Author: Julie Kagawa
Series: The Talon Saga #3
Genres: Young Adult, Fantasy
Format: eBook, 381 pages
Publisher: Harlequin TEEN
Release Date: May 5th, 2016
Rating: 2 out 5 stars
A fighter dedicated to saving humankind from dragons in strictest secrecy.
That was what Garret Xavier Sebastian thought he was part of as a soldier of the Order of St. George. What he learned from a fiery dragon hatchling twisted all he believed in and set him on a collision course with certain death-but not without a chance to put things right.
Betrayed and on the run again, Ember and rogue dragon Riley discover an unthinkable truth about Talon and St. George. They’ll need Garret’s skills and insider knowledge of the Order to negotiate an impossible deal-and if they fail, there will be no way to stop all-out war.
The third installment in the Talon Saga once again picks up just about where its predecessor left off – Ember and Riley are on the run as ex-soldier Garret Sebastian has left them and now travels to London – the capital of all St. George’s activity. But he is thrust right back into the action with his previous accomplices when he learns of a sinister plan that has been in the works for quite some time now. Garret returns to the States to warn rogues Ember and Riley and help them reveal the truth about Talon and St. George before it’s too late.
This series and I have a rocky relationship. Talon was absolutely unbearable, while Rogue somewhat improved in the plot department and we finally saw something happen (or the beginnings of something happening, maybe.) In Soldier, the plot continues to go forward, much to my delight. There is definitely more movement than the previous two books for which I am extremely grateful as it definitely saved me from feeling guilt over skimming most chapters. In this book, I feel, the story that Kagawa is trying to tell is finally taking some shape and growing from that boring cliché that it started out as.
Of course, I still have some major issues. (Like I said – rocky relationship.) I still cannot stand either main character, be it dragon or human, and I mostly just want someone to come in and punch them in the face. First off, Ember constantly claims that she’s different now, she’s seen things and has grown, but I actually saw none of those things. She’s still a whiny teenage girl, it’s just that now her mind is preoccupied by the action that she isn’t complaining about her life all the time. Riley really disappointed me. He behaved like a juvenile and I really cannot get behind some of his actions in this book. Garret grew on me a little, if only because he acted the most rationally out of the three mains – and that’s saying something, trust me. I liked that we got more backstory on him, even though it was once again sprung on us so suddenly, like Cobalt’s in Rogue. As for Dante – I really don’t understand why we’re still getting chapters from his POV. It’s not like he’s adding anything to the story at this point.
The romantic subplot, again, continues to plague me. I hated how much focus there was on the love triangle – definitely more than it was focused on in Rogue. Riley acts so possessive, as if he’s on the playground and Garret has come to steal his toy. Ember, at some point, is genuinely afraid to tell him what she’s learned about their bond because she knows he’d explode. Speaking of Ember, her main source for whining once again is about how she doesn’t know what she feels and for whom. I started referring to this as the Twilight Saga: Eclipse Syndrome, but more annoying. Garret, again, is the most reasonable out of the three, though he still has that melodramatic flair that I’m not here for.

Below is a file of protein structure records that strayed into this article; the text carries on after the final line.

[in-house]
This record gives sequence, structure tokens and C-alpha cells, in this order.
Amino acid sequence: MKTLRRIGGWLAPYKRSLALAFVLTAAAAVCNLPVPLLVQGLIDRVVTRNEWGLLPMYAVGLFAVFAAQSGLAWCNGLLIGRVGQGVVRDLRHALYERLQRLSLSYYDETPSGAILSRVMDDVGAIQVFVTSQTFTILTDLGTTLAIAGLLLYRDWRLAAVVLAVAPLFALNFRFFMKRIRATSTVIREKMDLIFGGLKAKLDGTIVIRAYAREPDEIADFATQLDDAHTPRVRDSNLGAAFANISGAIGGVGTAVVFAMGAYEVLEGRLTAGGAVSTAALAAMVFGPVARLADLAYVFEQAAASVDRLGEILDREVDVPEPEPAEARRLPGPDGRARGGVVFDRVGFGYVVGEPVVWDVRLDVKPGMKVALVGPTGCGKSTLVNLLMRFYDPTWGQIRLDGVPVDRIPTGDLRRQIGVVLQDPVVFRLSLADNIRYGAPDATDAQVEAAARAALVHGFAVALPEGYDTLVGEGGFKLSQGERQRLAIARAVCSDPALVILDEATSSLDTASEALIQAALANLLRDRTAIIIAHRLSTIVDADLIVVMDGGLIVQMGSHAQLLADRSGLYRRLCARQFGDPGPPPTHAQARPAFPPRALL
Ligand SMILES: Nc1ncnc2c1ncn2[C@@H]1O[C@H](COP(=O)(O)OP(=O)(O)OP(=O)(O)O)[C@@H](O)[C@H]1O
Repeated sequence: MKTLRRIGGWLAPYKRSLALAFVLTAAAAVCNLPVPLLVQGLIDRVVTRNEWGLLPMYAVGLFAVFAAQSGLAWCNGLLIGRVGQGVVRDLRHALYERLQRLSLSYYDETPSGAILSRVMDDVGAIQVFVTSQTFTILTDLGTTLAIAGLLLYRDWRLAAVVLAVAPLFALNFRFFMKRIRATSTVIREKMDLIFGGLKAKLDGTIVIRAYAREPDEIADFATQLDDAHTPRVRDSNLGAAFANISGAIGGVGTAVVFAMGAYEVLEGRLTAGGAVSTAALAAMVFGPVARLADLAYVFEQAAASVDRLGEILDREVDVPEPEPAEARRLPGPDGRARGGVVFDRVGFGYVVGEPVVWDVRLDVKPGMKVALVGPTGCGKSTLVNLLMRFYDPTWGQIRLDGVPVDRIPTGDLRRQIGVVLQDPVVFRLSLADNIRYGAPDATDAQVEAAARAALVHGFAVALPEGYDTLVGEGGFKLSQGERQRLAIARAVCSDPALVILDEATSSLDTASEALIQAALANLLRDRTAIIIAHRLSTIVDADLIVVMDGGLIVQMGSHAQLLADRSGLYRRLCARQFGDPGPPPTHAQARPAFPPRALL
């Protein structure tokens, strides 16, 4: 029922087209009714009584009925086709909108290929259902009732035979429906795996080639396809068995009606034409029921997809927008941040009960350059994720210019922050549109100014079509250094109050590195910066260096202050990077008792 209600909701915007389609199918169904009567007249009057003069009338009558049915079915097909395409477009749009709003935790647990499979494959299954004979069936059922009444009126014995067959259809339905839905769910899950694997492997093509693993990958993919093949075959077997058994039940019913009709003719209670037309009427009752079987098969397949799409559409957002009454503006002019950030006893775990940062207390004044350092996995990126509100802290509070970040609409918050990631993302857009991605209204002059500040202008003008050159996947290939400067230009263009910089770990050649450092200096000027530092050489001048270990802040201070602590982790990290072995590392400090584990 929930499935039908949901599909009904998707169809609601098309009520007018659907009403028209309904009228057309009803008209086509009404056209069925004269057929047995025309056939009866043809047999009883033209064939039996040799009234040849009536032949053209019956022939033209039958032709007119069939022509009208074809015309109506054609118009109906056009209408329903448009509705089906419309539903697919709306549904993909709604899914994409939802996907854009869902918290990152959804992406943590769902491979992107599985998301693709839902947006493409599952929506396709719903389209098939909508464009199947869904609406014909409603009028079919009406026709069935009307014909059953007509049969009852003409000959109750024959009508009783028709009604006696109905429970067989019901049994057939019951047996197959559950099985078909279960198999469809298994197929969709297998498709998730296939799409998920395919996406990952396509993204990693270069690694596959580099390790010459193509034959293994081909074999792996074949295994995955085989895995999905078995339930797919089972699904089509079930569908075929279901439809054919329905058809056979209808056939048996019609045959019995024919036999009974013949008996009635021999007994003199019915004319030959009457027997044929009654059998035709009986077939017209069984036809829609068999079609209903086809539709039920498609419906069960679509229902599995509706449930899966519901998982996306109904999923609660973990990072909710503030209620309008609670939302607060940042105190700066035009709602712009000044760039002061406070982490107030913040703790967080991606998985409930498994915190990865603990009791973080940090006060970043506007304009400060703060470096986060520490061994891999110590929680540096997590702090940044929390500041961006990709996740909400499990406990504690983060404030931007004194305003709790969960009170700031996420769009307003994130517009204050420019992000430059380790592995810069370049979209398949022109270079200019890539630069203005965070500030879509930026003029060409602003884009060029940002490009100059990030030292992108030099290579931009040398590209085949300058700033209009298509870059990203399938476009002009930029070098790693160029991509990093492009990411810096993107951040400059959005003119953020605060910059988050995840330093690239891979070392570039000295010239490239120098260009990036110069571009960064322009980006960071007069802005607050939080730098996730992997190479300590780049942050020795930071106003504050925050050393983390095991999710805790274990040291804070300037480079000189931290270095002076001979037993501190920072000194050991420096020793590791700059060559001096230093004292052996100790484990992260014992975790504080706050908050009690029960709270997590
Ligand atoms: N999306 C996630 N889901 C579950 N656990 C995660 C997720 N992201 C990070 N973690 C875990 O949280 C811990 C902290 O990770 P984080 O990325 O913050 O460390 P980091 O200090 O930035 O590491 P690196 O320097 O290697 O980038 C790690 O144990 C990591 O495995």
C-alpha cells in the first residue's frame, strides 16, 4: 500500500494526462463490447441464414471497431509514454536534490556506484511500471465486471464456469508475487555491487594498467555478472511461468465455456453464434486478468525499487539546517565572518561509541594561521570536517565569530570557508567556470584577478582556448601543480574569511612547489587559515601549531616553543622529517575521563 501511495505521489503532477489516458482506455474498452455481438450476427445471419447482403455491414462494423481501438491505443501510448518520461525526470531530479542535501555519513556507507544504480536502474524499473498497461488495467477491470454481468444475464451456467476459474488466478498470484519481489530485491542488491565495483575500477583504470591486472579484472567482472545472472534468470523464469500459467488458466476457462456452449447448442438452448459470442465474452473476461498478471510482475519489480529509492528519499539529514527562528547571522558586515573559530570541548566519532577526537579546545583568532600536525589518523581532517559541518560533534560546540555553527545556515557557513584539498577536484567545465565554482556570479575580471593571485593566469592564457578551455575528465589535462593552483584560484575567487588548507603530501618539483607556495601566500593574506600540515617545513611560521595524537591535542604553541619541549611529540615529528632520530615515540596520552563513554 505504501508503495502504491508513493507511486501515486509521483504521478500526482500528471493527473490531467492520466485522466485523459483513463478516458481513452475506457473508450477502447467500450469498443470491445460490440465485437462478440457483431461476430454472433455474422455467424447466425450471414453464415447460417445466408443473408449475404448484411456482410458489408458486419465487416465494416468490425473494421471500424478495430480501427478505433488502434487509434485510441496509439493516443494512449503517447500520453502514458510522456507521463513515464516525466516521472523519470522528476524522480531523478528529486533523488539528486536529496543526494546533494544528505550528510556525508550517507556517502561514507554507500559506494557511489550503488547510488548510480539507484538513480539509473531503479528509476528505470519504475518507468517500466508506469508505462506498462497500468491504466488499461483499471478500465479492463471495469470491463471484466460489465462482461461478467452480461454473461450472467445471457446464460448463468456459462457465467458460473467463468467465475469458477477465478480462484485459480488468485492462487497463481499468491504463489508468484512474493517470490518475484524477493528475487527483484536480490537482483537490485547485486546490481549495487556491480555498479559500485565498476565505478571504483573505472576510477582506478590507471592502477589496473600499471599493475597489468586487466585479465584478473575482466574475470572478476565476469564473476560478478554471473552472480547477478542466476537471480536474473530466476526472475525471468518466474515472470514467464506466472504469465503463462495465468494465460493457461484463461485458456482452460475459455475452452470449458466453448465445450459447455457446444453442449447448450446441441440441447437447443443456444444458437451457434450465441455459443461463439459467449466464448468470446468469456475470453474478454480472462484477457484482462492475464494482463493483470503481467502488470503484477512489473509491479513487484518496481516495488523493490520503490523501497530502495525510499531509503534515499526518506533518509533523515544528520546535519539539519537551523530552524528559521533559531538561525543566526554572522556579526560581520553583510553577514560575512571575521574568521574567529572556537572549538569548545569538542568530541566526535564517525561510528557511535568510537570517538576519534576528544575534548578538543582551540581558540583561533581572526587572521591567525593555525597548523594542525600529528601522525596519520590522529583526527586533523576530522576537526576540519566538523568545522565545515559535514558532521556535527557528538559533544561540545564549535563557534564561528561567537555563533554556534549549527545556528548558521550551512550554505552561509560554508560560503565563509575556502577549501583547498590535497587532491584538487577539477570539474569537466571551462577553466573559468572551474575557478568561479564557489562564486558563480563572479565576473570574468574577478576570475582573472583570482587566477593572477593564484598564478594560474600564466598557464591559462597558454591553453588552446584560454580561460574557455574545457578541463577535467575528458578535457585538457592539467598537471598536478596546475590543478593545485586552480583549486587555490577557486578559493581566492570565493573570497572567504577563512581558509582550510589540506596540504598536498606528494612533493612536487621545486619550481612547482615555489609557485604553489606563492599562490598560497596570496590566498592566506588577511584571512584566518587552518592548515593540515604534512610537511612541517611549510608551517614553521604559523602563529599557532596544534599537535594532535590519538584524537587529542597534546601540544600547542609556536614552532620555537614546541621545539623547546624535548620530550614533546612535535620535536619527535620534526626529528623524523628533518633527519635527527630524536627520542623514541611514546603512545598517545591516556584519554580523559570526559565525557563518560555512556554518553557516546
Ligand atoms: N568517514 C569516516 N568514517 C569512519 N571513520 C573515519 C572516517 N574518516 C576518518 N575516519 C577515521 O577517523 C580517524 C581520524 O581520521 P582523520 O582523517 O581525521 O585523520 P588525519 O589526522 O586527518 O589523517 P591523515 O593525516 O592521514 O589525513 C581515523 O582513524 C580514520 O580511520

My main issue with this series remains the narrative and writing style. I have trouble not rolling my eyes every time a character refers to themselves as “their dragon”. In Soldier I noticed how they even refer to both their human and dragon sides as an “us”. This type of writing really reminds me of how, in 50 Shades of Grey, Anastasia Steele constantly refers to her inner thoughts as “her inner goddess” as if she and her consciousness are two separate entities. It’s the same for the dragons in this book, only they refer to their primal instincs as “their dragon” as if they are not the dragons themselves. As if, when they “Shift”, the creatures they become are completely different from their human forms.
Meanwhile, the writing style is still very much depended on the hand-holding method. Readers are taken through the story as if they’re children being led by their pre-school teachers. Another thing that really irks me is how Kagawa is constantly reminding us of things that we should already know by heart. She takes every opportunity to mention who is rogue and who is an ex-soldier and what organization does what to who. Honestly, if you’re still feeling the need to remind your readers of what your key players are in your story, maybe you should think about why that is instead.
Overall, this book is definitely an improvement from both Talon and Rogue. The characters are beyond saving for me at this point but there were other redeeming qualities. At least we begin to see some semblance of a plot. Basically, Soldier, and particularly its ending, managed to engage me just enough to make me consider reading the next book.